Stress can come from “good” events as well as “bad”. Although your mind may label something as positive (going on a first date) or negative (finding out you have a test tomorrow) your body’s response can be very similar on a neurological level and you can find yourself dealing with the “good” and “bad” stress in the same way (freaking out, procrastinating, having a few drinks, exercising, reorganizing your closet, punching someone, calling your mom). Whatever you do just be aware of what it is. Start to notice patterns and your go-tos when you’re overly stimulated in both seemingly positive and negative directions.
3. Decide if you like this pattern you’ve fallen into. Are you okay with binge eating candy in the library every time you have a bunch of tests come up? Or would you like to come up with a different go-to that won’t guarantee that freshman (let’s be real, sophomore, junior, senior) 15? Do you enjoy procrastinating and then pulling all-nighters right before a big presentation? How do you feel after a stressful week with whatever coping mechanisms you’ve pulled out of your bag of tricks to make it through? Amazing? If so that’s awesome; you should be writing this article. But if you feel a step below crappy and exhausted you now have that awareness and the choice to change certain behaviors if you want to because at the end of the day it is a choice. It’s little choices that add up to the difference between an A and C, gaining 15lbs or maintaining your weight, becoming a total sleep deprived hung-over mess by the end of finals week or keepin’ it together. On paper (literally and figuratively) you may even end up getting the same result: a B+ on your thesis but how would you like to get there? At the expense of your health, social life, possibly sanity? Because it doesn’t have to be that way.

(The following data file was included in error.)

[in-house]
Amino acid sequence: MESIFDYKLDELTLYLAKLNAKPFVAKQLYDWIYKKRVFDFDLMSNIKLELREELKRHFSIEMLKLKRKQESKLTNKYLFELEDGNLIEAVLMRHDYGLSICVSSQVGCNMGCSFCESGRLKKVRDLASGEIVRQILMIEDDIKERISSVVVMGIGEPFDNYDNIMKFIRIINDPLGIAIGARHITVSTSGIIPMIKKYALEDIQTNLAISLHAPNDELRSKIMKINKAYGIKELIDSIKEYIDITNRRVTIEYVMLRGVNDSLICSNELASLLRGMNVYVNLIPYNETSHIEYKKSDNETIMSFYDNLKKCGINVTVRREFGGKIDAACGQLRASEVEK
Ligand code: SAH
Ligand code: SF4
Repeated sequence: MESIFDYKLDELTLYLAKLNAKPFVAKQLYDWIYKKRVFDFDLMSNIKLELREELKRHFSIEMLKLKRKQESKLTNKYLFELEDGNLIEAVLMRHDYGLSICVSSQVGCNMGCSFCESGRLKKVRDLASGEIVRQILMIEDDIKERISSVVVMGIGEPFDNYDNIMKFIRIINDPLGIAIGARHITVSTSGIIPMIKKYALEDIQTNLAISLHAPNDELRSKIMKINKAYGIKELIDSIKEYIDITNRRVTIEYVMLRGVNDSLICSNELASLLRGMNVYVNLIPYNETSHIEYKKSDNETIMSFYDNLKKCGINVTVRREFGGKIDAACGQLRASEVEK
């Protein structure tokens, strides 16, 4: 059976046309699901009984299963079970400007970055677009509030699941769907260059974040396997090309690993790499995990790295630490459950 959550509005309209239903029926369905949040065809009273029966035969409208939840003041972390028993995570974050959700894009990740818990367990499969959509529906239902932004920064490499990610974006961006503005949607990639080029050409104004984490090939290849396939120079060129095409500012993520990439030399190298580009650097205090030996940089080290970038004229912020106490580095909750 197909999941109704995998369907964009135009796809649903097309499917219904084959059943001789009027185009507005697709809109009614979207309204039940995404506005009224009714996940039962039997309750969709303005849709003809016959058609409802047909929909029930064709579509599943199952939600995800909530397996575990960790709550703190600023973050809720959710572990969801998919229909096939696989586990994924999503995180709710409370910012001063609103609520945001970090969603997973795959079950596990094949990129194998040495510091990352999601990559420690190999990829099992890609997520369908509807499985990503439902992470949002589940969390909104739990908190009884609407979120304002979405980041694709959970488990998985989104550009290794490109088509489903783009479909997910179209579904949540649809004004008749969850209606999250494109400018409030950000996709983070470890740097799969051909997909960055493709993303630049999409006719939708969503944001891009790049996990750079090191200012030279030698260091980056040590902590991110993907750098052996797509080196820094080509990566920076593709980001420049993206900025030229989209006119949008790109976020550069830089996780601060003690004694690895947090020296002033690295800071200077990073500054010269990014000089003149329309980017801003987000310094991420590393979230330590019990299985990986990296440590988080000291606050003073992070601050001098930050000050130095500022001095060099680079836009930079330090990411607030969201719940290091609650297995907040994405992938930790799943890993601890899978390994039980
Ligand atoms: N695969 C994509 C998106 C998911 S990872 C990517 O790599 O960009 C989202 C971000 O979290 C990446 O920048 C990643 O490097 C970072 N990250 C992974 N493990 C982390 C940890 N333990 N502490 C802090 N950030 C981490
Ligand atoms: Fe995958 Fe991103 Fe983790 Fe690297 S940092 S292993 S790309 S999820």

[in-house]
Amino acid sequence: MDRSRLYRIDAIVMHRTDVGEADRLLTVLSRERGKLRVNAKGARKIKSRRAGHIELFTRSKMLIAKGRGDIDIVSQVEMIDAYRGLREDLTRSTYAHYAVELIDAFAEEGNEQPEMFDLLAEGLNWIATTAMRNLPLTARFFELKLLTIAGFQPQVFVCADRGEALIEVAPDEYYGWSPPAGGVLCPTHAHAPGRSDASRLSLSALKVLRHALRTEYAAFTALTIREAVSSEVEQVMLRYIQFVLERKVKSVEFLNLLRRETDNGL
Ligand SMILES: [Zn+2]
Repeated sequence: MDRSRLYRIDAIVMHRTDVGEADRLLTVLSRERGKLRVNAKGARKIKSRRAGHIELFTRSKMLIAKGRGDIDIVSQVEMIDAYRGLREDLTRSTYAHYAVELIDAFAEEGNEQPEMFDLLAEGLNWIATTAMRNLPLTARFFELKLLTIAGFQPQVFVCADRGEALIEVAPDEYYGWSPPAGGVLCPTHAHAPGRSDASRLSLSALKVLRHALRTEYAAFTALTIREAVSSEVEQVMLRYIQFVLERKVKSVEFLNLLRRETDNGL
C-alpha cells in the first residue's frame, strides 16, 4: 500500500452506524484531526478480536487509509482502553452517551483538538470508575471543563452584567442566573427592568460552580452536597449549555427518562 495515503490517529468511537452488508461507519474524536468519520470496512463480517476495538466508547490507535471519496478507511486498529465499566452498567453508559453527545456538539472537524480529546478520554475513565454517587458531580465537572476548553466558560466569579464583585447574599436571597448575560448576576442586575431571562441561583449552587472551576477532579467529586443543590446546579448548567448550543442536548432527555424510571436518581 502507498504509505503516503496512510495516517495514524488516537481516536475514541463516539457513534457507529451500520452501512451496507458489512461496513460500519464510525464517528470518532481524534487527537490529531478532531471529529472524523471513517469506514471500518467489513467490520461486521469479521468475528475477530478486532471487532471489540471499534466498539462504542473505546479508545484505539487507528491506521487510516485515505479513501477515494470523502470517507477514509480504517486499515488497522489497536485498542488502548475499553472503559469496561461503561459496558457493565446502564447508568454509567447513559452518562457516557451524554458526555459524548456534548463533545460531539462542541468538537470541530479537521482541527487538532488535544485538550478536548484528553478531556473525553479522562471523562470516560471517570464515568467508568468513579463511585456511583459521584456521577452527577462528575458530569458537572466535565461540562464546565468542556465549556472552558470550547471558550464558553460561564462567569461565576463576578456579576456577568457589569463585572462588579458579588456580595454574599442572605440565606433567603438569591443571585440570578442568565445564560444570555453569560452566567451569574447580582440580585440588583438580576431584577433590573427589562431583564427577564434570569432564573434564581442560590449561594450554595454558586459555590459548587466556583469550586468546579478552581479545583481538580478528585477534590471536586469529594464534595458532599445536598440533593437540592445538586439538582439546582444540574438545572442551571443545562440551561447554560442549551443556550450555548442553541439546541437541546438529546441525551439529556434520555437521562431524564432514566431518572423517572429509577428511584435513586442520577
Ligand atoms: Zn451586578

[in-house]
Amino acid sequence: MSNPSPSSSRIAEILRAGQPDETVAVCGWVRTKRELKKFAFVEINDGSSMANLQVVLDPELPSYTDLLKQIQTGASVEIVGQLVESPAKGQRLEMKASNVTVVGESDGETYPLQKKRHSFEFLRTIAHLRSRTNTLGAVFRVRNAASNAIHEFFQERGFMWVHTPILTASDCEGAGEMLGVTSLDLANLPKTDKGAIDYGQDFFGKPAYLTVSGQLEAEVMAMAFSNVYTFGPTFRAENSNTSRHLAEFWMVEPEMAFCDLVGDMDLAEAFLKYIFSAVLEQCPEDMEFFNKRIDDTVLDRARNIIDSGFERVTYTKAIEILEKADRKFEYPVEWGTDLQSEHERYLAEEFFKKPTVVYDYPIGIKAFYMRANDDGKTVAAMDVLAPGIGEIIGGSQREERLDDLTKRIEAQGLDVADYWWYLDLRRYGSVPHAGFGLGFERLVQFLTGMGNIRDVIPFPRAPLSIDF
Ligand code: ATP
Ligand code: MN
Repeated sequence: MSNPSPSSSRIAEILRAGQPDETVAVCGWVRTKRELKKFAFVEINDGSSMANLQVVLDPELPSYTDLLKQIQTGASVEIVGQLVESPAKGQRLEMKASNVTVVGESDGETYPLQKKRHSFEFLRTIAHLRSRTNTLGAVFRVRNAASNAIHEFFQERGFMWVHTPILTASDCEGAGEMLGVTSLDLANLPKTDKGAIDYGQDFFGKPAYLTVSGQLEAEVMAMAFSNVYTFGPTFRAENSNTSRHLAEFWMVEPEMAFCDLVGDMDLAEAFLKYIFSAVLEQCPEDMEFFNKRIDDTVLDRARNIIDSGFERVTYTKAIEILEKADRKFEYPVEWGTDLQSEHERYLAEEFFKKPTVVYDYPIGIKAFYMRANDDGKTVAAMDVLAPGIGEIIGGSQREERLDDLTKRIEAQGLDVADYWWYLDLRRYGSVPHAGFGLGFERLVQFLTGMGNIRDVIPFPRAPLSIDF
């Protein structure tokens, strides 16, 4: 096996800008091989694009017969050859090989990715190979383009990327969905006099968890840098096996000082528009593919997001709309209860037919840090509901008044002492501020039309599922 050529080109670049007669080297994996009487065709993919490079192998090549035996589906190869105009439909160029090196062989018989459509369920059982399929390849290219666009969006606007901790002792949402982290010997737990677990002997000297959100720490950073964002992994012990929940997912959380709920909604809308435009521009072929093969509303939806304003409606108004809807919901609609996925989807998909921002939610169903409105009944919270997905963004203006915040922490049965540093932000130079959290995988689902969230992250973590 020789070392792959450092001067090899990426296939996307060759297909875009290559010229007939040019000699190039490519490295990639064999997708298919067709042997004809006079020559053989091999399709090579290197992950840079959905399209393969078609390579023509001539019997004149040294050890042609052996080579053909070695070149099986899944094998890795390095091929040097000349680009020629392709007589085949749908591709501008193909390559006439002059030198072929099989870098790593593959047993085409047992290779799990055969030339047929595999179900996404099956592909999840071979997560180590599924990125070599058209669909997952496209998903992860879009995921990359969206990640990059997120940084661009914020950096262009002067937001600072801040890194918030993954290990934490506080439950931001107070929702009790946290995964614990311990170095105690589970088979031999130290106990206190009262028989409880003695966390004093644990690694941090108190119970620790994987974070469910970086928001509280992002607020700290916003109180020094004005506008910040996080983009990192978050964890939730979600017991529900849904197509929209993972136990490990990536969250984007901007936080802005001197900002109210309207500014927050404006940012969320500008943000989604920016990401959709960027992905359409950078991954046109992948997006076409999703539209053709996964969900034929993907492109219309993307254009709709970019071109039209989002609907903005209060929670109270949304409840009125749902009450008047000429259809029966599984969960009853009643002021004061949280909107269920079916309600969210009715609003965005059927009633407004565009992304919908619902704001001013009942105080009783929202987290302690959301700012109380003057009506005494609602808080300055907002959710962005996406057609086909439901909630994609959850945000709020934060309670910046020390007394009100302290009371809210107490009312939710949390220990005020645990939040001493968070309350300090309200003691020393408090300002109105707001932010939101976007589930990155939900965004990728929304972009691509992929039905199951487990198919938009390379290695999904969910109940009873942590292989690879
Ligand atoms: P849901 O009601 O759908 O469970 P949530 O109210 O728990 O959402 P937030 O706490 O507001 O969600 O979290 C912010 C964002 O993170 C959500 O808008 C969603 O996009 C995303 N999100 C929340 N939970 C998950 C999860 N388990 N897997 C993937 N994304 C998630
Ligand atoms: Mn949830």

4. Take action. Easier said than done I know (stop mumbling at the computer at how easier said than done this is) but now that you’re aware of what you do when you’re stressed you will be more motivated to make changes. Let’s say for example when you have too much work and not enough time you 1. Procrastinate, 2. End up staying up late so then you’re tired, 3. Eat a lot of crap all day in the library because now you’re tired and need energy and are still procrastinating by leaving the library to get something to eat to give yourself a break every two hours because all this studying at once is too much for you (Ehh.. on the train to more stressed-outville). Once you map out how you do what you do you can start to see on a larger scale how much you’re really letting stress affect you in a negative way. With this awareness the changes will be easier to make. You can tweak your schedule just a tad so you start that one paper just one day earlier. During one of these crazy weeks you can go to bed just a half an hour to an hour earlier every night because you now realize the snowball effect the lack of sleep has on your life. Pack healthy snacks to have with you at the library so you won’t have to make the excuse that you have to leave and then eat whatever’s available on campus. Also, whenever you really feel like you need a break instead of leaving to eat you can take a quick walk around campus, call a friend for a quick vent sesh about how stressed you feel, take an 30 minute Irish step dancing class. Whatever alternative you choose it will now be conscious and more deliberate which ups the chances of it being healthier, more satisfying and more helpful by making you more productive when you return to your work.